This is just an example, I’ve used two simple tables which I select from to make it easier to understand the concept. It wouldn’t work differently if you selected on something else, just 1) group by all the columns you select and 2) add a counter. Then (as Darko Martinovic wrote) do the except both ways.

        Dwain Camps responded:
        May 27, 2015 at 6:40 am

        Ariel – if your example was intended to be simple then I understand.

        I’ll give you my take for whatever it’s worth. Any tool should be simple to use. What I’ve suggested is about the simplest way EXCEPT could be used to verify the congruence of two queries.

        On the other hand, I have in the past gone more elaborate routes, like writing queries to verify queries. This can most certainly be done. The risk of course is that you make a mistake in coding the check query. Take for example other testing tools that require scripting of test cases. Those tools’ ability to verify a test case are highly dependent on the correctness of the code written to verify the test case. So in my mind at least, it introduces a new variable into the equation.

        Does that make sense?

    Darko Martinovic said:
    May 26, 2015 at 3:30 pm

    This is an excellent observation. Most of my work, recently, is correcting poor T-SQL queries. As part of that work, I was in the need to develop a mechanism to check to ensure that the original and the revised T-SQL query return the same results. Frankly I did not use T-SQL except, rather than my utility written in .NET. There are much more flexibility in .NET, then in T-SQL. One of them is possiblity to apply hash function on both dataset. I think except is convenient solution but must be used in combination with a union all. QueryA except queryB union all queryB execept query.A further problem is to expect is support from version 2008 and above. It is hard to expect a general solution to this problem. If you really know that the order of rows will be identical, it is possible to apply and T-SQL binary_checksum.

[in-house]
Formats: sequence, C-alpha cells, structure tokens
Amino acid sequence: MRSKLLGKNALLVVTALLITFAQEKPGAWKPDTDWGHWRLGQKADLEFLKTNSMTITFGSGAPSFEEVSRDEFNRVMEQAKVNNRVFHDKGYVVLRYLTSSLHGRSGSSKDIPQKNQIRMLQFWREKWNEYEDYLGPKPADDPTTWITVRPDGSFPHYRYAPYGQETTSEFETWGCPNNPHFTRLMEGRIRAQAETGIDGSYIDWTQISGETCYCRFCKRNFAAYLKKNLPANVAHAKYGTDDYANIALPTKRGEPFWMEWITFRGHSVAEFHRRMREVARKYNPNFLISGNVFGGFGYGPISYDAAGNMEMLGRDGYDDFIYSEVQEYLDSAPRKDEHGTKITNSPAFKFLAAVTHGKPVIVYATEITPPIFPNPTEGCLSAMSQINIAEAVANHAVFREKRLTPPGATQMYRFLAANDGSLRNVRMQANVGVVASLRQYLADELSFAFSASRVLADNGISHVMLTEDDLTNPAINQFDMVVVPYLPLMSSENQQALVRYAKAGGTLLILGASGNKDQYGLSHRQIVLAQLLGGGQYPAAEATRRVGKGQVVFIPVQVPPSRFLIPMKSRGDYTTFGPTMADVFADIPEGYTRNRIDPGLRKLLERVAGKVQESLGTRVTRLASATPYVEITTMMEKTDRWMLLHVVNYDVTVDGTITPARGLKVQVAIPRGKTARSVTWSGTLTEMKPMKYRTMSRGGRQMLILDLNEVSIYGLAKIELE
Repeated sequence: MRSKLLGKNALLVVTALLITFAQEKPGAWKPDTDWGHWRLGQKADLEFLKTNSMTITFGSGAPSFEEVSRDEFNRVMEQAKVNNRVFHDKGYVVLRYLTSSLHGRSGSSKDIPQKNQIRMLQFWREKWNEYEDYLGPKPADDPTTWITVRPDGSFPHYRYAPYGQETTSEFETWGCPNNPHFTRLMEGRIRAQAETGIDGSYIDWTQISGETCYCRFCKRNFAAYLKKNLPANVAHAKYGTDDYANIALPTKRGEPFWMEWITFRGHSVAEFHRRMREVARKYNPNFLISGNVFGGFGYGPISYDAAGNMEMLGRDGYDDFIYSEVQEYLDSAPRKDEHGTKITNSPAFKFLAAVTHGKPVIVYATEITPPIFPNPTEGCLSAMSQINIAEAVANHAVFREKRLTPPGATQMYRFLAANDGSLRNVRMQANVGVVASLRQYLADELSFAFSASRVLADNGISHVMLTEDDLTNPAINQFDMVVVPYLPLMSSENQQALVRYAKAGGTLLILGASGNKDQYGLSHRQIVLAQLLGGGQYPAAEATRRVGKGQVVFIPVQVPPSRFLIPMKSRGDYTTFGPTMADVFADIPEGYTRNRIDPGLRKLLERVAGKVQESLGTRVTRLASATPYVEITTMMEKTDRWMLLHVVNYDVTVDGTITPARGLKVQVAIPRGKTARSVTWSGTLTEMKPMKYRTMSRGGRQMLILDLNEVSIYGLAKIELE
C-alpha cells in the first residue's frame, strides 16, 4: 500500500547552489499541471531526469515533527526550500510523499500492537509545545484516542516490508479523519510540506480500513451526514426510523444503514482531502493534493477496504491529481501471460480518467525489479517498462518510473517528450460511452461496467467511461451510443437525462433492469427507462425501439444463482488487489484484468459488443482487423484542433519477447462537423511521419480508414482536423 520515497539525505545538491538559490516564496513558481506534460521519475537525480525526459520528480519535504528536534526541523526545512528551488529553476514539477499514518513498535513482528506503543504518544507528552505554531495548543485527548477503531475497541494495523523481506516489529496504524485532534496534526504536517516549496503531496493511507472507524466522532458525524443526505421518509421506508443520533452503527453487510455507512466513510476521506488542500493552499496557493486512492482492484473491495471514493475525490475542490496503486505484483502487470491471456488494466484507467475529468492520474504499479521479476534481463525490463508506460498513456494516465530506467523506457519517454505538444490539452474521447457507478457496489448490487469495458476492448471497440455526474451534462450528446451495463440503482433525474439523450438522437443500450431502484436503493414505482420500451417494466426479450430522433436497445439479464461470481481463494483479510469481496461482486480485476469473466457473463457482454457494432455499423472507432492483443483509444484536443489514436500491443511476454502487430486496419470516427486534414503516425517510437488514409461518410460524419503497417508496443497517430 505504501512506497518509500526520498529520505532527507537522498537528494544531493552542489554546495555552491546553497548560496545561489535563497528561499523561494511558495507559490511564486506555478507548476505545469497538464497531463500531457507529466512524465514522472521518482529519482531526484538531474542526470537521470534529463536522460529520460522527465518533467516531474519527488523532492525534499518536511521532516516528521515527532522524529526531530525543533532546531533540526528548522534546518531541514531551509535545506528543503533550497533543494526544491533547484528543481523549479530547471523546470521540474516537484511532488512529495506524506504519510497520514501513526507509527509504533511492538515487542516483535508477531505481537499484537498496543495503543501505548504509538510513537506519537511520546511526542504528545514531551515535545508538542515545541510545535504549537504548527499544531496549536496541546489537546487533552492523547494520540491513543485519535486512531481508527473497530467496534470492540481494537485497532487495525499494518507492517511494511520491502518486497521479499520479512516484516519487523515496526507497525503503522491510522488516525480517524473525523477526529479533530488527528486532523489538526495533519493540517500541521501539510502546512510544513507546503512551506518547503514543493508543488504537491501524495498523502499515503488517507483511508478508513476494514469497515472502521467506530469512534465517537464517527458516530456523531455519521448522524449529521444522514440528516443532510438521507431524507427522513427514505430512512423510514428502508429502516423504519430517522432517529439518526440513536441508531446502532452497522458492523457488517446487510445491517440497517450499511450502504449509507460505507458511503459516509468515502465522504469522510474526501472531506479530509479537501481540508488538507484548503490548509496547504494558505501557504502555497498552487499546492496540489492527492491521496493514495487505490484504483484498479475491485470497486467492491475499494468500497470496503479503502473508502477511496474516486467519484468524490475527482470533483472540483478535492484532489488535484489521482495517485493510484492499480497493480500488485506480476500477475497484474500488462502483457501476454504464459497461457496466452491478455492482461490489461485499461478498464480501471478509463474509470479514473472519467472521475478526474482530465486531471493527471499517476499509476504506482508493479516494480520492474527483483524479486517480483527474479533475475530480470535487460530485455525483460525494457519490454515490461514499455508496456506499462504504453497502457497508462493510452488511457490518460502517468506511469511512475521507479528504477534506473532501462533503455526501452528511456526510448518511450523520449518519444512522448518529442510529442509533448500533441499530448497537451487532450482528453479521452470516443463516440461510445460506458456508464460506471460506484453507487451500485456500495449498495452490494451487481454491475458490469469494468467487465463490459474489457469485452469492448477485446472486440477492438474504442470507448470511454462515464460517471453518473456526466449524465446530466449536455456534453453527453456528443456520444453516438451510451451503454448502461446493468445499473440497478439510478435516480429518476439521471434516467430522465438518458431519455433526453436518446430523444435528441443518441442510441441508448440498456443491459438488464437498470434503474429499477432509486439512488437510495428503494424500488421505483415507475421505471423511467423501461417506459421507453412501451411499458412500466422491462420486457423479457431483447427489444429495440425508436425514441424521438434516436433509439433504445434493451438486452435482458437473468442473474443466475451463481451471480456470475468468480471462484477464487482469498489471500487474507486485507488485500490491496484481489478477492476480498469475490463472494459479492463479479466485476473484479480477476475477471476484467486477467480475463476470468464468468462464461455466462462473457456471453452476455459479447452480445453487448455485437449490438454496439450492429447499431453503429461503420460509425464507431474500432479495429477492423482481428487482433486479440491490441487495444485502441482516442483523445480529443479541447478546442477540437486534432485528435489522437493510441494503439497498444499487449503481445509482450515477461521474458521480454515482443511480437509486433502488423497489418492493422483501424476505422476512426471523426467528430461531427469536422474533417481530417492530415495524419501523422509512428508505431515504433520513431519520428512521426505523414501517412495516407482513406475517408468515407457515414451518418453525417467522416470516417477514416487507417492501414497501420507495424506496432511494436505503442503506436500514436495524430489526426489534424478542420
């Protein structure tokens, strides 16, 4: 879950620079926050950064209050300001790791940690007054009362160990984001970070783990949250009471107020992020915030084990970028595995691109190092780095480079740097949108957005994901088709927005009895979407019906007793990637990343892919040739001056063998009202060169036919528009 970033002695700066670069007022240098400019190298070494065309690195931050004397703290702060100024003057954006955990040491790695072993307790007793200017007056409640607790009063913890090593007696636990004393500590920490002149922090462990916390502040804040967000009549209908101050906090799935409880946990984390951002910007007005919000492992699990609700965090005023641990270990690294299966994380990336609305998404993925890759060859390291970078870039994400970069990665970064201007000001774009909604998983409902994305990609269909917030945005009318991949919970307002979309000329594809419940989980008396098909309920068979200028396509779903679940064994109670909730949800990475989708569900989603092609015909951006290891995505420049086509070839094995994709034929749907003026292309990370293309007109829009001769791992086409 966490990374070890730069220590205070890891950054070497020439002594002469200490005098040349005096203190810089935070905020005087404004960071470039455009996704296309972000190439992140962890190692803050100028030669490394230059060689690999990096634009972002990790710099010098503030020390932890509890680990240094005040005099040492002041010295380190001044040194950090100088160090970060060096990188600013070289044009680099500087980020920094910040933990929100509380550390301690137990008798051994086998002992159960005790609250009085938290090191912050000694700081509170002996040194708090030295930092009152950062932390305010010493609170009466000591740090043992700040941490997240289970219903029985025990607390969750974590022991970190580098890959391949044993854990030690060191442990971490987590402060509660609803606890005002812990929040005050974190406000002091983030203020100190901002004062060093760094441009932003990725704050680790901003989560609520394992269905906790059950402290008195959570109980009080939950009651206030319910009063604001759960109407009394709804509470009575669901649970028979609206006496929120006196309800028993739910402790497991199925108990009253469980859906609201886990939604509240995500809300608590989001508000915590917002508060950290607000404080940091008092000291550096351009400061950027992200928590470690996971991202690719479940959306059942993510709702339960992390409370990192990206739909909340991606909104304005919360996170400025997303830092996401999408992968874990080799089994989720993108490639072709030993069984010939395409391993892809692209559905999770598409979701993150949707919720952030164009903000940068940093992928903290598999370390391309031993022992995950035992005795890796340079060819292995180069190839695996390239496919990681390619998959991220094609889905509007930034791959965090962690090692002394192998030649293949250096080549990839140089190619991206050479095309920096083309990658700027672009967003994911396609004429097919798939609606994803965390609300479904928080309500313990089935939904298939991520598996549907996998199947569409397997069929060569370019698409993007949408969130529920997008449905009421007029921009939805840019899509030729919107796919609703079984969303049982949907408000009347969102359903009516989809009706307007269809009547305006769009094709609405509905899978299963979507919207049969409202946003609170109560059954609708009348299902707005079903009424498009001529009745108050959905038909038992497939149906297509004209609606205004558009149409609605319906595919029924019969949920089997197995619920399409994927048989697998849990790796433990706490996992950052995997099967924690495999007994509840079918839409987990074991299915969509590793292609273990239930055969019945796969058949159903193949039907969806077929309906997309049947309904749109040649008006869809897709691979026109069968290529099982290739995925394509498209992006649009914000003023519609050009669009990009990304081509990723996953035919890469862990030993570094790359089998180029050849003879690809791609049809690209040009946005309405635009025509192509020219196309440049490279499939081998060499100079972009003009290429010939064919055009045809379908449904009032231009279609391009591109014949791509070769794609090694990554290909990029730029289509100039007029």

Dwain Camps responded:
      May 26, 2015 at 3:40 pm

      Nice point about the ordering of the rows in the two results sets. You do need to ensure equivalency of the ORDER BY clauses in the end. Thanks for commenting!

    BPOTW 2015-06-05 | SQL Notes From The Underground said:
    June 10, 2015 at 3:52 am

    […] Estimating the Size of your Database Backups 42 Things You Should Never, Ever Say To a DBA The Best Tool for Comparing Whether Two T-SQL Queries Produce Identical Results High Performance T-SQL using Code Patterns SQLXML Bulk Loader Basics The Cult of Automation SQL […]

    finn.tr@gmail.com said:
    June 19, 2015 at 3:43 am

    This blog post got me started using UNION ALL for my comparisons. It will compare the output of two queries and show you the non-matching rows without fussing with changing the order of the queries or sorting the output. Pretty quick, too.

    http://weblogs.sqlteam.com/jeffs/archive/2004/11/10/2737.aspx